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MedStar Making House Calls For Medicare Patients

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(credit: KTVT/KTXA) Joel Thomas
Joel is an Emmy Award winning journalist with more than 15 year...
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CBS DFW (con't)

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FORT WORTH (CBSDFW.COM) – John Farris has been answering emergency calls as a paramedic for 10 years.  But the MedStar employee always wished he didn’t have to be on the scene after a medical condition put the patient in danger.

“I always wanted to figure out a way to prevent that 911 call, prevent the need for us to come in that critical situation,” Farris said.

Today, Farris’s job is to prevent people like Clara Sullivan from going to the hospital.

Sullivan, in her Late 70’s, has congestive heart failure. She’s been in and out of the hospital. Those repeat visits cost the medical system tens of thousands of dollars.

“If a patient with congestive heart failure gets readmitted to the hospital or is seen in the emergency room again within 30 days, the hospital and all of the people involved in that patient’s care are not eligible for reimbursement from Medicare,” said MedStar spokesman Matt Zavadsky.

So, MedStar has begun a first-of-its-kind program to prevent returns to the hospital.

Once a patient has been referred to the program. Paramedics routinely check on recently released patients in their homes.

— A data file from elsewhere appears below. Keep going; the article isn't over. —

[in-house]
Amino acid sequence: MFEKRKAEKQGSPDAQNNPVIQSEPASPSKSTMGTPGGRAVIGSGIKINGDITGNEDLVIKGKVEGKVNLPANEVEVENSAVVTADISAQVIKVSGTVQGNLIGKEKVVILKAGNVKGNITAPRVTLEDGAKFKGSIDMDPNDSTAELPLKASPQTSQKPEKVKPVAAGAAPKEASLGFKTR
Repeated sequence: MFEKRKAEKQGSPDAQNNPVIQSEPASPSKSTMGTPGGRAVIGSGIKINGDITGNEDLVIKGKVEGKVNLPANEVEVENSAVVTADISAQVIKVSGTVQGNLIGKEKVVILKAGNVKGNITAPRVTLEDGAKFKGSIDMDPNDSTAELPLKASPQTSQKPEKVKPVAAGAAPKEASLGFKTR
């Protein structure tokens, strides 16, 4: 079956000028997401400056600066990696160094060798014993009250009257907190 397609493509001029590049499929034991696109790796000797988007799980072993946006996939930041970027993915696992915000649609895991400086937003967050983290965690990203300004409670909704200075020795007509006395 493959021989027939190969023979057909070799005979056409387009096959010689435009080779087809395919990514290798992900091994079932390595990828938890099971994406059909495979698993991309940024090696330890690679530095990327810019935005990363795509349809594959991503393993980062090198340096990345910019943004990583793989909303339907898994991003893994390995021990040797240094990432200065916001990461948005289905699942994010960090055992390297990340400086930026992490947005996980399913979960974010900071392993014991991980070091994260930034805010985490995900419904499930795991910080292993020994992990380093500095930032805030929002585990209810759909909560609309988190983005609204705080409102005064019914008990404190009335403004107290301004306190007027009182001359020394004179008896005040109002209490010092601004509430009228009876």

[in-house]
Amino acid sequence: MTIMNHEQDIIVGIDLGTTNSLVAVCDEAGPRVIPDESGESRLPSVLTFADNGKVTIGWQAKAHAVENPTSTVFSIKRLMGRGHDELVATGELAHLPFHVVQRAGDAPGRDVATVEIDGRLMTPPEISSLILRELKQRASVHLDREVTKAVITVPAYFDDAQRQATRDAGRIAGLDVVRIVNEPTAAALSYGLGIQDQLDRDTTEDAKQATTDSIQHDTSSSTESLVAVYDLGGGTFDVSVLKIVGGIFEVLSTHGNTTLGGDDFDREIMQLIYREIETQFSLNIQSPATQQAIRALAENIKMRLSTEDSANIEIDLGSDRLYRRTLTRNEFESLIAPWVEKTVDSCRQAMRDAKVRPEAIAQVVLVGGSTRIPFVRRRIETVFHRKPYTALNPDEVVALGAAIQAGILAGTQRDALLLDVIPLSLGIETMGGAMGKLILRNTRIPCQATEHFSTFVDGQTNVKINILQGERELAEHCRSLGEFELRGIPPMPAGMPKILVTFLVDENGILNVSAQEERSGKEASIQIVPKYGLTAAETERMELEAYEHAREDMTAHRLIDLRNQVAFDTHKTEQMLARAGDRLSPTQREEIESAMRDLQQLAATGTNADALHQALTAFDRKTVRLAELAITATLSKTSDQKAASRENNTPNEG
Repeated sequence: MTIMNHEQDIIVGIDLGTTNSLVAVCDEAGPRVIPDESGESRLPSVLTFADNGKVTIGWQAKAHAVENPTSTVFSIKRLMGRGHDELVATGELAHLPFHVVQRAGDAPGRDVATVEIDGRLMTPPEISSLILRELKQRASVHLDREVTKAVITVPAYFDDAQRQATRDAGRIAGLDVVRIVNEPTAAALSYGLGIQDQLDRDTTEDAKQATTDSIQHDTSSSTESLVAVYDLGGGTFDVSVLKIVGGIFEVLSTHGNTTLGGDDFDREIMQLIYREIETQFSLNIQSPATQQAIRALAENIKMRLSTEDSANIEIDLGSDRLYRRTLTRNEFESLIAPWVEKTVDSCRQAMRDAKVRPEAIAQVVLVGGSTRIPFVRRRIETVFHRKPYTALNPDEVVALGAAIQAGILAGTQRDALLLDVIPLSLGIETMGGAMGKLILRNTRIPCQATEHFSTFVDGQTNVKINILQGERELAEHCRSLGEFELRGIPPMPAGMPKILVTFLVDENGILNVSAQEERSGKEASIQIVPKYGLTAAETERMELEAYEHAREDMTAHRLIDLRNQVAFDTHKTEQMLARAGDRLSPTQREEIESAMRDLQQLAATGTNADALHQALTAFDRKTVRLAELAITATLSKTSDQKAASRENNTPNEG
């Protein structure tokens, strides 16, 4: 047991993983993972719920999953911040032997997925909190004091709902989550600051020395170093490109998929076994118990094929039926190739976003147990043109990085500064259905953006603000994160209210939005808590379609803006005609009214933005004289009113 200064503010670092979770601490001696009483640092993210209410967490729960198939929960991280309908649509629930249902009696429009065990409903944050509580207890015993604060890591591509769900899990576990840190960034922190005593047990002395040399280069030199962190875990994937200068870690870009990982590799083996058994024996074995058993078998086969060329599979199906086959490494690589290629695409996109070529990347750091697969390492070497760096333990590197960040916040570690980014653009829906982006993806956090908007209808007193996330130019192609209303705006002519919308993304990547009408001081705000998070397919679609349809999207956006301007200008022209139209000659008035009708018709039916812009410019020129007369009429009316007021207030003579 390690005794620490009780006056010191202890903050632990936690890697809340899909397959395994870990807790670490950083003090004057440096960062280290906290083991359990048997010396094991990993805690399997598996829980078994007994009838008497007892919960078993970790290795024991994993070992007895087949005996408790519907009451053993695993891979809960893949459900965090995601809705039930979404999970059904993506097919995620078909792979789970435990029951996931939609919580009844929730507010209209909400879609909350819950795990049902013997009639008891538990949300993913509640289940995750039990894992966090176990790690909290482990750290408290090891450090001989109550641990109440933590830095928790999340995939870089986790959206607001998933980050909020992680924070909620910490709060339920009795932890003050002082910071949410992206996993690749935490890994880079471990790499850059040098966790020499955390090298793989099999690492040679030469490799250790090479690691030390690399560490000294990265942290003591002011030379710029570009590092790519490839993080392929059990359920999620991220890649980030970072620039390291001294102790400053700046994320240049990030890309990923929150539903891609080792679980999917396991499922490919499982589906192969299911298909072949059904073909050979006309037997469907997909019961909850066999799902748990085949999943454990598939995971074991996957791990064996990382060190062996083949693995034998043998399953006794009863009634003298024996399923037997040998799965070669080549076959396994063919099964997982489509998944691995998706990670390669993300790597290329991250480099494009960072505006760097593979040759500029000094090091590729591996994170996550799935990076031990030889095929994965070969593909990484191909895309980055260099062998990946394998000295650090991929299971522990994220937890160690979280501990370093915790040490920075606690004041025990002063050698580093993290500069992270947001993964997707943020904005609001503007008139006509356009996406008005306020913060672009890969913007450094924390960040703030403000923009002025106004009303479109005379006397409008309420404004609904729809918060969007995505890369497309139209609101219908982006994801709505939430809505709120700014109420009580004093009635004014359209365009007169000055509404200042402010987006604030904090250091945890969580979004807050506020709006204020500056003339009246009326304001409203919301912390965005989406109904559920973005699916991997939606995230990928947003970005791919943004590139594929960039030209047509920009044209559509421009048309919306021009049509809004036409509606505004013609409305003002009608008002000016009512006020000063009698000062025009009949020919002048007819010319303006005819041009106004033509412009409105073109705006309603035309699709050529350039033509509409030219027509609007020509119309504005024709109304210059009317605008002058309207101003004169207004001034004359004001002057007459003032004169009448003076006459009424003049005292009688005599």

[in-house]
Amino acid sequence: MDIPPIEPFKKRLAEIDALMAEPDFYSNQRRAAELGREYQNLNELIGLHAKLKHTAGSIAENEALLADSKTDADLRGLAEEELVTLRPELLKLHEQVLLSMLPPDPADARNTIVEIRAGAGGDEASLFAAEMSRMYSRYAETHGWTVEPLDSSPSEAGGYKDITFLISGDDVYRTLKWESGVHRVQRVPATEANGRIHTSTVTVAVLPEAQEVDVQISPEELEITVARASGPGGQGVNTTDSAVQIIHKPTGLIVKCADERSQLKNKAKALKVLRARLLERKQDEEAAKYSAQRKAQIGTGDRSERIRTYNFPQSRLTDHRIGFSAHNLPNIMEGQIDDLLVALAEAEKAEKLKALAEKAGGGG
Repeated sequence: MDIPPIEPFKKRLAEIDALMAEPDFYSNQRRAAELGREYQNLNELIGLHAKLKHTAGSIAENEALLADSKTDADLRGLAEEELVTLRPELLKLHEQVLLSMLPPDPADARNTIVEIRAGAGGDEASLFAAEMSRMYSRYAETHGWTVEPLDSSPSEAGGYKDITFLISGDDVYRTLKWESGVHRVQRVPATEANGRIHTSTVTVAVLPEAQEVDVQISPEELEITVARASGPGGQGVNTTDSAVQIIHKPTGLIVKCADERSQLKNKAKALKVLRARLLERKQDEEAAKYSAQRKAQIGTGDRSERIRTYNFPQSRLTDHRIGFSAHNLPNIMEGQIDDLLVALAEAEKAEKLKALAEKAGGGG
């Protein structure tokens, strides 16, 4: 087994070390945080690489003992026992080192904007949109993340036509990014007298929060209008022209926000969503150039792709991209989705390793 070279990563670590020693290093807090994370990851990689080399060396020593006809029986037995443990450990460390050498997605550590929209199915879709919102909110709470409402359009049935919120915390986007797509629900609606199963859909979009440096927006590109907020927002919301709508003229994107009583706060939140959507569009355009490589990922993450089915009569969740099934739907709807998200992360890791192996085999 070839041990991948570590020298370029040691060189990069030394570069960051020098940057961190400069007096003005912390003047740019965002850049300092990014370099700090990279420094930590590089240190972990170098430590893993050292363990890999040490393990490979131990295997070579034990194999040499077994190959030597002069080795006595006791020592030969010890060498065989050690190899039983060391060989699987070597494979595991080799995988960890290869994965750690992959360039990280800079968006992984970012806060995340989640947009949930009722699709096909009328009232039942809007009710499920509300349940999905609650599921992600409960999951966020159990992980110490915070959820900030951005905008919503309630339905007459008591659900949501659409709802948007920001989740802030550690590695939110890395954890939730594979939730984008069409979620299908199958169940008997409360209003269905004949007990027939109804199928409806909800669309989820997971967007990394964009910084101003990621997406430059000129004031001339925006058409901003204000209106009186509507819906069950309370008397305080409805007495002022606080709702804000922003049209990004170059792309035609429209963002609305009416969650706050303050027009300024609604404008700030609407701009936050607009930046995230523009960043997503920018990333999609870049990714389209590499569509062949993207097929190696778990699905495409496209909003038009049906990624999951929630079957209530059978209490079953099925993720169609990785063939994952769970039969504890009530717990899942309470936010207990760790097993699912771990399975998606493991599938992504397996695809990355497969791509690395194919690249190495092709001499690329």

They look at vital signs, diet, medication and bring medical care to the patient.  Often, the care can be as simple as more thoroughly explaining instructions given by physicians.

In a year long trial of patients like Sullivan, the program saved $38,000 dollars a people in medical costs.

The same program was applied to 43 patients who routinely called 9-1-1 (at least 15 times within a 90 day period). MedStar estimated the program saved 930 ambulance trips and saved $26,000 per patient.

For Sullivan, who suffers achy joints, it saves her painful trips to her doctor.

“Its very convenient for me,” Lean said. “The doctors I go to are downtown. And I usually have a hard night the day I go. These guys are fantastic. They really are.

“It really is a dream to help these patients in an aspect I couldn’t on an ambulance,” Farris said.

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